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Go Entrepreneurial, Writer!

by Marcia Yudkin

Given the number of times I've heard writers cite the old saying, "Freedom of the press belongs to those who own the presses," I'm surprised that more writers don't reclaim power over their income and career by taking their work directly to readers. Of course, many authors successfully publish and distribute their own books. This article highlights three other entrepreneurial options that, unlike self-publishing a book,  require next to no financial investment.

More than once, my favorite entrepreneurial venture has earned me a net profit of $5.50 a word. Basically, I write a practical, tip-heavy article and instead of selling it to a magazine or newspaper, I use desktop design software to print it out with attractive borders and boxes on four pages. 

At the corner quick-print shop, I copy those pages onto 11" by 17" paper, doublesided, so that with one fold it becomes a four-page booklet. Then I write a press release announcing the availability and price of the booklet and including excerpts, and send the release either with or without a sample booklet (both approaches work) to the editors of magazines and newsletters reaching the target market of the booklet.

Following those steps, I sold more than 3,000 copies of "66 Ways to Make You or Your Business Newsworthy" at $2.00 each, and two years later about 3,000 copies of "66 More Ways to Make You or Your Business Newsworthy" at the same price.

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Since I also asked people to enclose an SASE, my only costs to fulfill the orders were postage and paper for the press releases, and bulk printing of the booklets -- which I arranged for only once publications called to tell me they'd be running my notice. Many, many periodicals print such notices free as a service to their readers, often using a few of the booklet tips along with the price and ordering information.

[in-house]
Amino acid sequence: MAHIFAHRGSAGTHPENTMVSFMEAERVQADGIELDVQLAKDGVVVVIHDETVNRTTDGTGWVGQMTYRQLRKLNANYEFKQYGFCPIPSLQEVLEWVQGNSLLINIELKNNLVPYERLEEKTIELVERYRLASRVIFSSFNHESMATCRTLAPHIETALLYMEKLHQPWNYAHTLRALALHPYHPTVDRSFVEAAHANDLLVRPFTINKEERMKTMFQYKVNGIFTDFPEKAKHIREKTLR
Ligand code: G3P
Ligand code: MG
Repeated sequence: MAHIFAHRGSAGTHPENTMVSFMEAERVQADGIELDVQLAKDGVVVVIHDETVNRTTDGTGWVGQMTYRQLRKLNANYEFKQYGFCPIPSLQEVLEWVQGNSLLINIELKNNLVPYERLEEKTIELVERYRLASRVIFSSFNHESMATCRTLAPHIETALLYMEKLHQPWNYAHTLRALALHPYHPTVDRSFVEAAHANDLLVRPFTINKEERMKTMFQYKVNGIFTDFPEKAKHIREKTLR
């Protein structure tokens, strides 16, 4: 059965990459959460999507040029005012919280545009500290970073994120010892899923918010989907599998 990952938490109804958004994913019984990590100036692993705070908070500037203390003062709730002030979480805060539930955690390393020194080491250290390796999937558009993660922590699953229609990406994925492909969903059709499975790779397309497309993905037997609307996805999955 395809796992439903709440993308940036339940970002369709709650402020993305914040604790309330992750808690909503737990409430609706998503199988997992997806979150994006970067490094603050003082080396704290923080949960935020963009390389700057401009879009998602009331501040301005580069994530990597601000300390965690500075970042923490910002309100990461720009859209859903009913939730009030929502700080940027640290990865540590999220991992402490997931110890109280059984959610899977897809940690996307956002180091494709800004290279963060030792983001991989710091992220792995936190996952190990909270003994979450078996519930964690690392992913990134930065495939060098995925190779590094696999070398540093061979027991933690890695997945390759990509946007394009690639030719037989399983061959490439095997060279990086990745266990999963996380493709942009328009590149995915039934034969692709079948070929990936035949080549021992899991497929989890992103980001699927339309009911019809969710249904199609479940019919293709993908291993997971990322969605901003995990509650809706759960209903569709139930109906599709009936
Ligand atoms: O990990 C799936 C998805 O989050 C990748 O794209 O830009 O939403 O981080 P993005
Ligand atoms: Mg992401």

I've sold booklets the same size for $5.00 each as well. And this is only the beginning. Once people have identified themselves as willing to pay for information on a certain subject, you can then sell longer, more expensive material to a subset of these buyers. The more specialized your topic, the more easily you can price these so-called "back-end" products at hundreds of dollars each. 

And whether or not you explicitly offer your services as a consultant on this topic, often purchasers call you up to hire your counsel on an hourly basis. How-to topics succeed best with this approach, with good subjects anything from scuba diving techniques to parenting tips.

Several people I know sell booklets differently, successfully. Professional organizer Paulette Ensign creates hers in a 3.5" x 8.5" size, 16 to 28 pages long, and prints them in quantities of 500 and up. Ensign also has made numerous licensing deals, where a corporation buys the right to print up and distribute her booklet to its customers as a premium, or where a foreign entrepreneur buys the right to translate, print and distribute her booklet abroad.

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Don Massey of Fort Collins, Colorado, has used classified ads rather than publicity to sell his booklet on buying and selling used cars steadily since 1988. Independent publishing guru Dan Poynter delivers his booklets (also sometimes billed as "special reports") for $4.95 and up through his fax-on-demand system and his Web site as well as by sending printed material through the mail.

A second entrepreneurial option that involves minimal investment is audiotapes. Unlike self-publishing a book, which becomes cost-effective only with larger print runs and thus thousands of dollars spent up front, you can produce an audio master cheaply and then create copies for sale on a garden-variety cassette deck as orders come in. 

In 1992 and 1993 I spent just $200 each to record three 60-minute audiotapes for writers at a local TV production studio. Each blank tape and plastic case costs me less than $1.00, and I can buy sheets of blank cassette labels and insert cards to run through my laser printer for pennies. One of these tapes has also brought me more than $6,000 in royalties through the Sounds True audio catalog and the Writers Digest Book Club.